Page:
Most electronic devices, ranging from desktop computers to mobile phones, to PDAs, to in-vehicle "infotainment" systems, can be navigated using a menu structure. In cases where the user cannot look at or cannot see the interface, an auditory menu can provide access to the device's functions. Basic auditory menus involve text-to-speech (TTS) synthesis of the menu items. Our research is taking this type of interface to the next generation of interaction. Advanced auditory menus use a range of novel techniques like spearcons, spindexes, and auditory scrollbars to provide fast, efficient, error-free, and enjoyable interaction with an auditory or multimodal menu system.
Program of Research
We are studying advances to the TTS itself, as well as added (non-speech) auditory cues before, during, or after the TTS phrases. We evaluate the effectiveness, efficiency, learnability, and subjective impressions of all these enhancements, with a range of enhancement designs, in a range of use situations, on a range of devices, and with a range of user classes.
A spearcon is a brief non-speech sound that is created by speeding up the TTS phase in particular ways, even to the point where the spearcon is no longer recognizable as a particular word. Often a spearcon is prepended to each TTS menu item, and leads to faster, more accurate, and more enjoyable navigation through a menu. Spearcons are most effective in short and medium-length menus, but also improve long menus.
A spindex is a set of brief speech sounds that are used to speed up navigation through a long menu, such as a mobile phone contact list, or the song list on an MP3 player or iPod. They are analogous to the notches or tabs tabs that facilitate flipping to the right part of a large reference book such as a dictionary.
An auditory scrollbar is a set of sounds that help the user know how long an auditory menu is, and also which item in that list is currently selected. This can improve navigation, and also help listeners develp a mental model of the menu structure.
In addition to these enhancement techniques, we are developing and evaluating many others.
Publications Relating to the Research
(See the Publications page for all Sonification Lab publications.)
Walker, B. N., & Kogan, A. (2009). Spearcons enhance performance and preference for auditory menus on a mobile phone. Invited paper in Proceedings of the 5th International Conference on Universal Access in Human-Computer Interaction (UAHCI) at HCI International 2009, San Diego, CA, USA, (19-24 July). pp. TBD. <PDF>
Jeon, M., & Walker, B. N. (2009). "Spindex": Accelerated Initial Speech Sounds Improve Navigation Performance in Auditory Menus. Proceedings of the Annual Meeting of the Human Factors and Ergonomics Society (HFES2009), San Antonio, TX (19-23 October). pp. TBD. <PDF>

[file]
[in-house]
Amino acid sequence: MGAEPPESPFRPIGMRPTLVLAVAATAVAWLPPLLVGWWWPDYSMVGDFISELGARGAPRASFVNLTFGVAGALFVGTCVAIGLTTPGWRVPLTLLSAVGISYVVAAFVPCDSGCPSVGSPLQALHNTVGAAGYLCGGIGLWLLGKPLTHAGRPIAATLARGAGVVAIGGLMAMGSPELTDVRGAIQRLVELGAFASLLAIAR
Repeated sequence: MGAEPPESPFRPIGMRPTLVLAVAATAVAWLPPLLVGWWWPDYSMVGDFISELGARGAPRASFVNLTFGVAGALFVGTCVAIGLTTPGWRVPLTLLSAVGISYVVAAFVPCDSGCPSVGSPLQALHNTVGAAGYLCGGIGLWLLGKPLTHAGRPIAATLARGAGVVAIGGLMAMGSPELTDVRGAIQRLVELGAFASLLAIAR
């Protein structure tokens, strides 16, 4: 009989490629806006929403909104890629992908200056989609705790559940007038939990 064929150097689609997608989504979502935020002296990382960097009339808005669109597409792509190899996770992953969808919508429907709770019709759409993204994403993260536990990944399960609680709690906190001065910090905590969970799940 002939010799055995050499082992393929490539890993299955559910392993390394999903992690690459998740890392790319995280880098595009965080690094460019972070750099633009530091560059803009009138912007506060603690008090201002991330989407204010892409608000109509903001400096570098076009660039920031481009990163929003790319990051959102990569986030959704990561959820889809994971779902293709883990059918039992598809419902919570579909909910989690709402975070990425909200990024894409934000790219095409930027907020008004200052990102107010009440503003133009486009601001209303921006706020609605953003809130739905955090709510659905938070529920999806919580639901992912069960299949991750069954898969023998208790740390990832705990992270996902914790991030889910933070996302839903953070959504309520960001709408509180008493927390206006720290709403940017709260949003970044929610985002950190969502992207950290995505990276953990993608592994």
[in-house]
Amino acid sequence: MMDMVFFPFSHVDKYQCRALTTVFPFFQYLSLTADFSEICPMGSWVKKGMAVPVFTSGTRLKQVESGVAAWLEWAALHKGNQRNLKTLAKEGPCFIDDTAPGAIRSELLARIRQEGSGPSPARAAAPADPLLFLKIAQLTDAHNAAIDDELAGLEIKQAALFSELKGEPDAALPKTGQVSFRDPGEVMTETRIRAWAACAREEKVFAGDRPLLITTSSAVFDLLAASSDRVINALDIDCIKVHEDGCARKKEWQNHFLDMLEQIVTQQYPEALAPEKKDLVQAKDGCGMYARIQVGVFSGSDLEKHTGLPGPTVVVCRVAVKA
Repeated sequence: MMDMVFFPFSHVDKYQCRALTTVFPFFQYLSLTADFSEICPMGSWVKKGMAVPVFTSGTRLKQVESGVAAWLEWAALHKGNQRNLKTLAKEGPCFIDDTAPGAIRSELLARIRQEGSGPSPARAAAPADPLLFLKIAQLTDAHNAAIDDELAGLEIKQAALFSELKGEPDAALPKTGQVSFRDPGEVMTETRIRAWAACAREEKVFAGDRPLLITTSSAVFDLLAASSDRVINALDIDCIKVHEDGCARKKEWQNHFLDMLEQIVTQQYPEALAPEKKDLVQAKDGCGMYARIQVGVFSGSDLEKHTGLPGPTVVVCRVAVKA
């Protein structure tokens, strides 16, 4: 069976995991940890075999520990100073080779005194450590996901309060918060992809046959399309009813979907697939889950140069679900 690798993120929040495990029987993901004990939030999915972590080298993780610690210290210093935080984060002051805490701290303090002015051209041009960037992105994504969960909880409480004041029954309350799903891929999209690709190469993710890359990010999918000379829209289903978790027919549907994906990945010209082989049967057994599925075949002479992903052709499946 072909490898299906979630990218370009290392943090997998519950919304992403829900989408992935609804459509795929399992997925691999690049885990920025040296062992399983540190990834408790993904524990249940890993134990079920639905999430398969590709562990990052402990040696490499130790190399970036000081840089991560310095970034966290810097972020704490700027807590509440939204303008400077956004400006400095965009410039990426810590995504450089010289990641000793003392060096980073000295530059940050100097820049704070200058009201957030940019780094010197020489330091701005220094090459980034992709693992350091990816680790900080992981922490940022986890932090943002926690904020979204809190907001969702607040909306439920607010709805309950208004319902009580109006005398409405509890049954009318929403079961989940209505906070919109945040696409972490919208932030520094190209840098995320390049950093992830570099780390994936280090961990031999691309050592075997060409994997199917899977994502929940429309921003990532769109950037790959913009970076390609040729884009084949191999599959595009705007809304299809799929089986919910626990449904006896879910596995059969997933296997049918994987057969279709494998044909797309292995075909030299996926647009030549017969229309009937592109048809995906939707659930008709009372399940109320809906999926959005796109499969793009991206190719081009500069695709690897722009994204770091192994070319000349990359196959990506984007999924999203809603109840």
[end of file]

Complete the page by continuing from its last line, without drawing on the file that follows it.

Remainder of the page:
Palladino, D., & Walker, B. N. (2008). Efficiency of spearcon-enhanced navigation of one-dimensional electronic menus. Proceedings of the International Conference on Auditory Display (ICAD 2008), Paris, France (24-27 June). <PDF>
Palladino, D., & Walker, B. N. (2008). Navigation efficiency of two dimensional auditory menus using spearcon enhancements. Proceedings of the Annual Meeting of the Human Factors and Ergonomics Society (HFES2008), New York, NY (22-26 September). pp. 1262-1266. <PDF>
Yalla, P., & Walker, B. N. (2008). Advanced auditory menus: Design and evaluation of auditory scroll bars. Proceedings of the Tenth International ACM SIGACCESS Conference on Computers and Accessibility (ASSETS2008), Halifax, Canada (13-15 October, 2008). pp. 105-112. DOI: 10.1145/1414471.1414492 <PDF>
Palladino, D., & Walker, B. N. (2007). Learning rates for auditory menus enhanced with spearcons versus earcons. Proceedings of the International Conference on Auditory Display (ICAD 2007), Montreal, Canada (26-29 June). pp. 274-279. <PDF>
Yalla, P., & Walker, B. N. (2007). Advanced Auditory Menus. Georgia Institute of Technology GVU Center Technical Report # GIT-GVU-07-12. October. <PDF>
Walker, B. N., Nance, A., & Lindsay, J. (2006). Spearcons: Speech-based Earcons Improve Navigation Performance in Auditory Menus. Proceedings of the International Conference on Auditory Display (ICAD 2006), London, England (20-24 June). pp. 63-68. <PDF>
This research has been supported, in part, by grants from the US Department of Education through the National Institute on Disability and Rehabilitation Research (NIDRR) via the Wireless RERC, and the National Science Foundation (NSF). Any opinions, findings, and conclusions or recommendations expressed in this material are those of the author(s) and do not necessarily reflect the views of the funding agencies or sponsors.